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Is there is any "dress code" or limitation regarding what to wear (I mean at the minimum) when the time comes to put on the tefelin? I see many people putting them on wearing pajamas for example... I might be wrong but this seems (to me) a bit wrong... we don't go at the beit knesset in pajamas and yet in both cases we are present before G-d. Is this only a "mida tova" to be "well dressed" (and this could be very relative) or is there a commandment regarding the minimum to wear when putting on tefilin.

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Are you more "before God" while wearing tefillin? –  Double AA Sep 10 '12 at 17:20
    
Well, I'll give you a metaphor. When I'm at work my boss "always sees me" (and everyone else), but I don't "see" him. I concentrate on what I have to do, I have red-lines regarding my comportment with my colleges and I always try to be as good as I can with them but I can't keep in my mind that I'm being watch, it will hurt my capabilities . But when I go personally talk to the boss, at that moment I have to show my respect as mush as I can. The difference in the fact that I'm aware of the meeting makes it much more important I think. –  danie7L T Sep 10 '12 at 17:41
    
Now if you're asking me, I always dress up before praying but the question was about what's really required –  danie7L T Sep 10 '12 at 17:42
    
Why does wearing tefillin parallel going to talk to your boss? I think you are trying to parallel to tefillah which is not the same. Please clarify if your question relates to phylacteries or prayer. –  Double AA Sep 10 '12 at 17:43
    
hum.. yes it's about tefilah, but when I wear tefilin I pray so I don't make the difference, but you're right it's more about the tefilah and wearing the tefilin makes me remember that I'm right now before G-d. –  danie7L T Sep 10 '12 at 17:48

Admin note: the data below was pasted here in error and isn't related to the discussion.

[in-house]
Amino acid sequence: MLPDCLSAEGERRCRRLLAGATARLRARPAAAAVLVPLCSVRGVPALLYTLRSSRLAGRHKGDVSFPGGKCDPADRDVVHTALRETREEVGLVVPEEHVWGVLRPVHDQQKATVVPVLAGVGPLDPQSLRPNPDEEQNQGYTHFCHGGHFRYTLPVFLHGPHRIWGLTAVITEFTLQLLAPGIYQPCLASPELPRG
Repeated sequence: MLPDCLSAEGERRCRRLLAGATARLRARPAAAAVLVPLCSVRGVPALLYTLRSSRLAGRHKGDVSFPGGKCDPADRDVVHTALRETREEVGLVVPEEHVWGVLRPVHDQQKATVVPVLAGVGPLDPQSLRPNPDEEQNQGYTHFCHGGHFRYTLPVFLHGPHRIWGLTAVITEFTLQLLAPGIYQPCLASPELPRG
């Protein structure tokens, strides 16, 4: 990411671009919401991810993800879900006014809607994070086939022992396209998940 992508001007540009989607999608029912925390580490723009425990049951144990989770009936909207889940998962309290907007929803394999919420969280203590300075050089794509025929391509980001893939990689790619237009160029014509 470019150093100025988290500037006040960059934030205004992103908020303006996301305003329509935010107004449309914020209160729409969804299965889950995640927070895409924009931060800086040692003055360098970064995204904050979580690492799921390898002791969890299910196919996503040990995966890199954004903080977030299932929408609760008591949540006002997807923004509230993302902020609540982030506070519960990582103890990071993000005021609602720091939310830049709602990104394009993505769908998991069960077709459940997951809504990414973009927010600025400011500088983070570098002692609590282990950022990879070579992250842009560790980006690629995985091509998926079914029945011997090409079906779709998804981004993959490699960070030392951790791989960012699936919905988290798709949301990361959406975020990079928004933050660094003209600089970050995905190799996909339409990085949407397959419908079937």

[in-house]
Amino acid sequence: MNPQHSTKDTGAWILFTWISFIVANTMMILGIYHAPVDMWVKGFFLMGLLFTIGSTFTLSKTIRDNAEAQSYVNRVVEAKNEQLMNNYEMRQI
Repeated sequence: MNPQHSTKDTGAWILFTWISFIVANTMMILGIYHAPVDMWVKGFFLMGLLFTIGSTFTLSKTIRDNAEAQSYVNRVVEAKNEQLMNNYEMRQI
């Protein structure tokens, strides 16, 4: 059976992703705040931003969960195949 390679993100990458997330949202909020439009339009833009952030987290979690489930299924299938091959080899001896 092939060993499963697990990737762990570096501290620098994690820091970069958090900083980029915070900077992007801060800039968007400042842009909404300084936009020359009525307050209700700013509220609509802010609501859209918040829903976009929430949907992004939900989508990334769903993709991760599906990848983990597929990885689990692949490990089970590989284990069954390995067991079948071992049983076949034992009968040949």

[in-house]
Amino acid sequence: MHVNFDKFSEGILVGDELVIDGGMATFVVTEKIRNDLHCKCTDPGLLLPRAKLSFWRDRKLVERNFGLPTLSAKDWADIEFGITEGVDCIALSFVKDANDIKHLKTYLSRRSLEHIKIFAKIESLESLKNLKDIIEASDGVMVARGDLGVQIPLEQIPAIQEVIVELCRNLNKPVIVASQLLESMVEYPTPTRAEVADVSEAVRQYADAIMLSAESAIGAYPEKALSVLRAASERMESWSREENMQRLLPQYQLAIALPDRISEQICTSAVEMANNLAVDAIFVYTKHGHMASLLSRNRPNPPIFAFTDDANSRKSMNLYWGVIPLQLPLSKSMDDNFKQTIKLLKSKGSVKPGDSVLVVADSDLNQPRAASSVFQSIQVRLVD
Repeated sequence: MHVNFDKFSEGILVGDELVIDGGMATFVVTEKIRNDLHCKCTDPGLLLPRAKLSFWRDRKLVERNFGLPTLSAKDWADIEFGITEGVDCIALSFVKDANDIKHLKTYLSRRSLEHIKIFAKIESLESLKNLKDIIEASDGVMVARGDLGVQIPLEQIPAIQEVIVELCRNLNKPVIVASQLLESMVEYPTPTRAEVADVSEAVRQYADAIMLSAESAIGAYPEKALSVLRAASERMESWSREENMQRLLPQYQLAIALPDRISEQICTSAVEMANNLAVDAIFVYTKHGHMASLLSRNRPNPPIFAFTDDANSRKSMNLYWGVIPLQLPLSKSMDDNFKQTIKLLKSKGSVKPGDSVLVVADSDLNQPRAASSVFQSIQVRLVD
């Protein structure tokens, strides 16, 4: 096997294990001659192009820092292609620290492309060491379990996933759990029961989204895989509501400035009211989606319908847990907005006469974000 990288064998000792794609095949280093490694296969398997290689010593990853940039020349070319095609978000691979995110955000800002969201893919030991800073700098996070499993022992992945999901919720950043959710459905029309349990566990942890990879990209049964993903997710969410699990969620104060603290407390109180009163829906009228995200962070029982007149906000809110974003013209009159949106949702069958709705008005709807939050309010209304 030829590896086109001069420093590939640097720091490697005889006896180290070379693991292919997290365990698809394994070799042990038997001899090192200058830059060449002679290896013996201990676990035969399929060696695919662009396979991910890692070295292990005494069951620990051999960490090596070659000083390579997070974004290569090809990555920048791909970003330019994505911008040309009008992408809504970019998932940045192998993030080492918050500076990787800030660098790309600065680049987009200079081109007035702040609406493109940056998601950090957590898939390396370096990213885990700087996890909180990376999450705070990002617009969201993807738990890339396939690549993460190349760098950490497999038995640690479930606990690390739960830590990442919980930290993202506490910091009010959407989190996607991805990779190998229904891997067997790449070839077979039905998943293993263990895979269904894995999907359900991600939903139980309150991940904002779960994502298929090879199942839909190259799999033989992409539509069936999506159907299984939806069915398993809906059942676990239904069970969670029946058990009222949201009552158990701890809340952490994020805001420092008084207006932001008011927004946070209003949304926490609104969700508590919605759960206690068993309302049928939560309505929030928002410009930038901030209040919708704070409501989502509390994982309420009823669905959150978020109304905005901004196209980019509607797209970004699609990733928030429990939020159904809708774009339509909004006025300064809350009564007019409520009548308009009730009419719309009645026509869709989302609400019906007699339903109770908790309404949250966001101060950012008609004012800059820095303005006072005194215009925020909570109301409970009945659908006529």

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As far as avoiding things that would be a Bizayon (an insult) to the Tefillin, you are required to cover the parts of your body that are normally covered. This of course means one's private areas, but it also means a shirt, and some kind of shoes for the vast majority of people, and also pants and probably socks for most people as well. However, it is clear that everything is relative. The only thing that will invalidate prayer is being nude.

Full disclosure: I wear shorts and sandals a lot during the summer, so, although I would not go to an important meeting with my boss in shorts and sandals, if I'm tight on time and won't be able to change, or if I don't have any better options, I feel it is acceptable to wear shorts and sandals, as the "requirement" of dressing as before a king is mentioned, even according to the Mishnah Berurah (91:1:3), as a Midath Hasiduth. My first preference, if possible, though, is to try to meet that Midah. Also, when I was younger, I wore sandals to Shi'ur one day. A classmate asked the Rav if that was appropriate, to which the Rav answered, "If it was good enough for our ancestors at Har Sinai receiving the Torah, it should be good enough for Seth." The point is, as stated above, it's all relative: you should look dignified when praying. You should look dignified all the time. What is required, however, is not the same thing.

Of course, the entire section (Hilchoth Tefillah) cited above is referring to Tefillah, not wearing Tefillin, which msh210 objected to in a comment on b a's answer, but it is not unreasonable to treat the two similarly. Perhaps a slightly higher standard is warranted if you are doing both, but if you are going to be stricter for a twofer (Tefillin and Tefillah), you should probably be strict all the time (Tefillin or Tefillah).

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I think conflating Tefillah with Tefillin is an anachronism. Recall our discussion to your other question: judaism.stackexchange.com/q/17242/759 –  Double AA Sep 10 '12 at 17:46
    
@DoubleAA, True. I do think, though, that decency minimums are a different category from speech. –  Seth J Sep 10 '12 at 17:55
    
@DoubleAA, On the one hand they have a status of Devarim SheBikdushah (IINM), yet on the other hand, the Gemara talks about how to properly hold them while going to the bathroom. –  Seth J Sep 10 '12 at 17:56
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